Posters and 10-minute oral presentations detailing a wide range of research findings by Texas A&M College of Architecture students were among the top submissions at the university’s 2017 [Student Research Week] (http://srw.tamu.edu/#sthash.w7fPEEpa.dpuf) .
The entries, which described investigations of vacant buildings’ effects on neighborhoods in Chicago, a video game design’s impact on player behavior, and additional topics, were juried by a group of faculty, graduate students and professionals, who awarded graduate and undergraduate students for their entries in 10 subject areas, including architecture.
The annual event is hosted by the university’s [Graduate and Professional Student Council] (http://www.gpsctamu.org/) to demonstrate the depth and breadth of research conducted at the university. First-place winners in each subject area earned $300, and second-place winners earned $150.
In the contest’s poster division, two [Master of Science in Visualization] (http://viz.arch.tamu.edu/graduate/ms-viz-curriculum/) students teamed with two graduate computer science students to earn a first-place honor with their poster, which detailed their future study to learn how a multi-user, virtual reality video game’s design affects players’ actions.
“Because limited research in this kind of environment has been performed, numerous questions about story progression and multi-user behavior have yet to be answered,” said the students’ abstract.
For their project, the MS VIZ students, Mohamed Suhail and Qinghong Xu, and theircomputer sciencepartners , Ghanshyam Bhudra and Cullen Brown , created a virtual reality game, “The Cave,” in which players’ actions determine the fates of the characters, which include a young mother searching for her missing child in a monster’s cave.
The poster describes the game, design techniques the student designers made to influence players’ behavior and lists questions students are seeking to answer in the study.
The second place graduate poster entry, "A Systematic Framework for Assessing an Integrated Smart Transportation System at Community Level," was created by Shibiya Sulfikar Sabu , a [Master of Urban Planning] (http://laup.arch.tamu.edu/academics/graduate/mup/) student.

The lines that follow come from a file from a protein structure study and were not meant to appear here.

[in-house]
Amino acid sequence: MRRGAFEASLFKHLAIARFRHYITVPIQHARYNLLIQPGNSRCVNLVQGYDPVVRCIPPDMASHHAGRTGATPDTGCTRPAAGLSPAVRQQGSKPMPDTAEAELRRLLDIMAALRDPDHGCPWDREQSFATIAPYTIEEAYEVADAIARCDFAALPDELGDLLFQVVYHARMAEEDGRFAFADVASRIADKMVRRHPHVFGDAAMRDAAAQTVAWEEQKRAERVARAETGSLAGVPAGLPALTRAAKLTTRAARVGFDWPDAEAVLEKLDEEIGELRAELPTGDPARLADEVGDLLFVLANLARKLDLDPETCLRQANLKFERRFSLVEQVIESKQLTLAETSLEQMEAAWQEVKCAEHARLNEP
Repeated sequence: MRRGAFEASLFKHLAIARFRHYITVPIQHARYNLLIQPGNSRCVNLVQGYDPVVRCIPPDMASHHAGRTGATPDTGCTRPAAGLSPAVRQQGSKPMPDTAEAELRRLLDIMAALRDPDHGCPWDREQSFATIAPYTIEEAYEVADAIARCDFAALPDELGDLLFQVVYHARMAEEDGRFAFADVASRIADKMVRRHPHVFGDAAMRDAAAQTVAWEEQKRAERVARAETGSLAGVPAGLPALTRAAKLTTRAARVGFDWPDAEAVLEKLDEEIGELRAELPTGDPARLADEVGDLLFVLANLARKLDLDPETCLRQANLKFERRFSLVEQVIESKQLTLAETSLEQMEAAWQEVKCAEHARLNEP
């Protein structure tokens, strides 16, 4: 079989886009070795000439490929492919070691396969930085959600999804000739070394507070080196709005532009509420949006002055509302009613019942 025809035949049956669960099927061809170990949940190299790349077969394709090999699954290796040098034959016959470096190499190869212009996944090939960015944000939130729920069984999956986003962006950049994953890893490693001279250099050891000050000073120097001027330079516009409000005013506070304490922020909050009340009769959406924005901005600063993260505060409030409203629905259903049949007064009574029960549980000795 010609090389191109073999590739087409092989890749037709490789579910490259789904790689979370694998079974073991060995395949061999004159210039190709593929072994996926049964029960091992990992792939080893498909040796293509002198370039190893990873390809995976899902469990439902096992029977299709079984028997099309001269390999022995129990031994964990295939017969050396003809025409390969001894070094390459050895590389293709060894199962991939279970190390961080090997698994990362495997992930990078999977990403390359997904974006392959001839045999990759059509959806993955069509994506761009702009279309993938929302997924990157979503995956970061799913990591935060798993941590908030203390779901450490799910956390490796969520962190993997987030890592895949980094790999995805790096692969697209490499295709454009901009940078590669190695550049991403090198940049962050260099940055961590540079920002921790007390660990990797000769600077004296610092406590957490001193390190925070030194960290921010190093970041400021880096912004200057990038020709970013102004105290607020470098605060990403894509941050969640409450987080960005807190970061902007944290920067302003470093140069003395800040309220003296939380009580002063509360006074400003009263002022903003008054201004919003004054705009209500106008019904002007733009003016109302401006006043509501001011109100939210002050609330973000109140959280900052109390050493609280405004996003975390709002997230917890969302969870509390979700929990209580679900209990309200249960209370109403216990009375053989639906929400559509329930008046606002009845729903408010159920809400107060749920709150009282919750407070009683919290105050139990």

The first place poster from a college undergraduate was created by Victoria Rosado , an [environmental design] (http://dept.arch.tamu.edu/undergraduate/) student. Her poster describes and illustrates heating and cooling systems used in ancient structures and how, with some adaptations, they could be used today to reduce structures’ energy use and cost.
Students also earned honors for describing their research in the best 10-minute oral presentations.
The first-place College of Architecture graduate student presentation was by Alyssa Peña , a visualization major, who described a virtual environment she created to visualize a U.S. Occupational Health and Safety Administration construction accident report.
Peña described the visuals and text designs she considered for the environment, where users examine the report’s data by exploring and interacting with it in the VR space.
“While research has been done on virtual environments for construction safety education, there is no set method for effectively contextualizing safety information and engaging students,” said Peña.
The second place graduate oral presentation, “Availability of Parks to Races and Ethnicities,” was made by Kaveh Forghanparast , a Master of Urban Planning student.
In the oral presentation undergraduate category, Madison Moore , an [Urban and Regional Planning] (http://laup.arch.tamu.edu/academics/undergraduate/bs-urpn/) student, earned a first-place honor for presenting her finding that vacant buildings in Chicago promote crimes and have negative effects on their immediate vicinity and the entire area.
“This is an important issue to address because urban planners and city officials need to understand the effect an abandoned structure can have,” she said.
The second-place undergraduate oral presentation, “The Saving Grace Project: Reducing Social Vulnerability in a Flood-Prone Area,” was made by planning students Vanessa Ngo , Leticia Meza , Laura Ruiz and Francisca Yañez .
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